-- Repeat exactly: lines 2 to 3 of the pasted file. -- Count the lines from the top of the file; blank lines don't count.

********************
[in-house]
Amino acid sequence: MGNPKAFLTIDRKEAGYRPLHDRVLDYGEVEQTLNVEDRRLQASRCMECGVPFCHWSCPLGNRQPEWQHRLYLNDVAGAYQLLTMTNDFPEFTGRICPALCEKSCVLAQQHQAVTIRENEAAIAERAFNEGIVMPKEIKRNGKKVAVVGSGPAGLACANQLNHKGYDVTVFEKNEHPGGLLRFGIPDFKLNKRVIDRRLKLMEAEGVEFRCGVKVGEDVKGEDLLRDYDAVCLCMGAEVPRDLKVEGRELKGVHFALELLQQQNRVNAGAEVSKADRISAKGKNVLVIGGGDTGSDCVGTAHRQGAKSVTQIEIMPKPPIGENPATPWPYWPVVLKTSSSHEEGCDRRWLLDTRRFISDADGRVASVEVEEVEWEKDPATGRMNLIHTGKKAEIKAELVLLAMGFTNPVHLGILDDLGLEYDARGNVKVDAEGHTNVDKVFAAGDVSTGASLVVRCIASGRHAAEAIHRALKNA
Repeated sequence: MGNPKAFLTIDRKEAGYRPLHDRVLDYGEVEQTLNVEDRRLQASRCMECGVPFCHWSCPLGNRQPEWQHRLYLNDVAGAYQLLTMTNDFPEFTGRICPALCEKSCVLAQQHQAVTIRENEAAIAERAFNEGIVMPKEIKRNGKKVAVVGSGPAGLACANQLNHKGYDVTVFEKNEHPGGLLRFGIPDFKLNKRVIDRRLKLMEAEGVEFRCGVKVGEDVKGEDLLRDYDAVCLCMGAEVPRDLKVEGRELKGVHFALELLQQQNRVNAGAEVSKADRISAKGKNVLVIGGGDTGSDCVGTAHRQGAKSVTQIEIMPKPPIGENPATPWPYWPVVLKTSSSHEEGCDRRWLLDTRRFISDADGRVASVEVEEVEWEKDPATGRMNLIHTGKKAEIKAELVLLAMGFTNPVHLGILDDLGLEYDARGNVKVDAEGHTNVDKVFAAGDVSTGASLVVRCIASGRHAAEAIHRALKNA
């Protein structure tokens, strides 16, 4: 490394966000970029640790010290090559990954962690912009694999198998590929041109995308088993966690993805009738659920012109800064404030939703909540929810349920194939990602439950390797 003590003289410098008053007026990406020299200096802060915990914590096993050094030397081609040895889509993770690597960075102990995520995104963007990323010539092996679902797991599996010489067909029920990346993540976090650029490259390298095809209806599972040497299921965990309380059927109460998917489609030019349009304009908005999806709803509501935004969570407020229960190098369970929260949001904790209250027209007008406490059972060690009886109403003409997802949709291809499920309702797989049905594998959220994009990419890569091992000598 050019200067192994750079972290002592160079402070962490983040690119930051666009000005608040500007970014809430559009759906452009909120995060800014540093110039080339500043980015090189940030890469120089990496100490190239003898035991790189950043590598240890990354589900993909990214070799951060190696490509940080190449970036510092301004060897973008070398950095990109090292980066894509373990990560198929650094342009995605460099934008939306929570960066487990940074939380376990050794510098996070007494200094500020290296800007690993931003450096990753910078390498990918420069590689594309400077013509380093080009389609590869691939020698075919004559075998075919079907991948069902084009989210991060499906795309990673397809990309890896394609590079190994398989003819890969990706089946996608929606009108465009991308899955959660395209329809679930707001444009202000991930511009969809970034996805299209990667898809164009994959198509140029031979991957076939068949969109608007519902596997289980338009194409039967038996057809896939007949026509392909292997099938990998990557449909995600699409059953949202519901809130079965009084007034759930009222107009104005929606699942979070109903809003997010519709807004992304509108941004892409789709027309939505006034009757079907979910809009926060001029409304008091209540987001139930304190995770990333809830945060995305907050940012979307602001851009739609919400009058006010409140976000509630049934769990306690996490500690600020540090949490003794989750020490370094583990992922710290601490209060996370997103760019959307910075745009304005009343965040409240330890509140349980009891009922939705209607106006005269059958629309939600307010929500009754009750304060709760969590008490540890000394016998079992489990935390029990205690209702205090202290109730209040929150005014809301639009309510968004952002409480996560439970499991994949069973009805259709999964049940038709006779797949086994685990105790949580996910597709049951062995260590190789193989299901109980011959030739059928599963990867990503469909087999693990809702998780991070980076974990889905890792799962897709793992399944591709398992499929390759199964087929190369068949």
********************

Amino acid sequence: MGNPKAFLTIDRKEAGYRPLHDRVLDYGEVEQTLNVEDRRLQASRCMECGVPFCHWSCPLGNRQPEWQHRLYLNDVAGAYQLLTMTNDFPEFTGRICPALCEKSCVLAQQHQAVTIRENEAAIAERAFNEGIVMPKEIKRNGKKVAVVGSGPAGLACANQLNHKGYDVTVFEKNEHPGGLLRFGIPDFKLNKRVIDRRLKLMEAEGVEFRCGVKVGEDVKGEDLLRDYDAVCLCMGAEVPRDLKVEGRELKGVHFALELLQQQNRVNAGAEVSKADRISAKGKNVLVIGGGDTGSDCVGTAHRQGAKSVTQIEIMPKPPIGENPATPWPYWPVVLKTSSSHEEGCDRRWLLDTRRFISDADGRVASVEVEEVEWEKDPATGRMNLIHTGKKAEIKAELVLLAMGFTNPVHLGILDDLGLEYDARGNVKVDAEGHTNVDKVFAAGDVSTGASLVVRCIASGRHAAEAIHRALKNA
Repeated sequence: MGNPKAFLTIDRKEAGYRPLHDRVLDYGEVEQTLNVEDRRLQASRCMECGVPFCHWSCPLGNRQPEWQHRLYLNDVAGAYQLLTMTNDFPEFTGRICPALCEKSCVLAQQHQAVTIRENEAAIAERAFNEGIVMPKEIKRNGKKVAVVGSGPAGLACANQLNHKGYDVTVFEKNEHPGGLLRFGIPDFKLNKRVIDRRLKLMEAEGVEFRCGVKVGEDVKGEDLLRDYDAVCLCMGAEVPRDLKVEGRELKGVHFALELLQQQNRVNAGAEVSKADRISAKGKNVLVIGGGDTGSDCVGTAHRQGAKSVTQIEIMPKPPIGENPATPWPYWPVVLKTSSSHEEGCDRRWLLDTRRFISDADGRVASVEVEEVEWEKDPATGRMNLIHTGKKAEIKAELVLLAMGFTNPVHLGILDDLGLEYDARGNVKVDAEGHTNVDKVFAAGDVSTGASLVVRCIASGRHAAEAIHRALKNA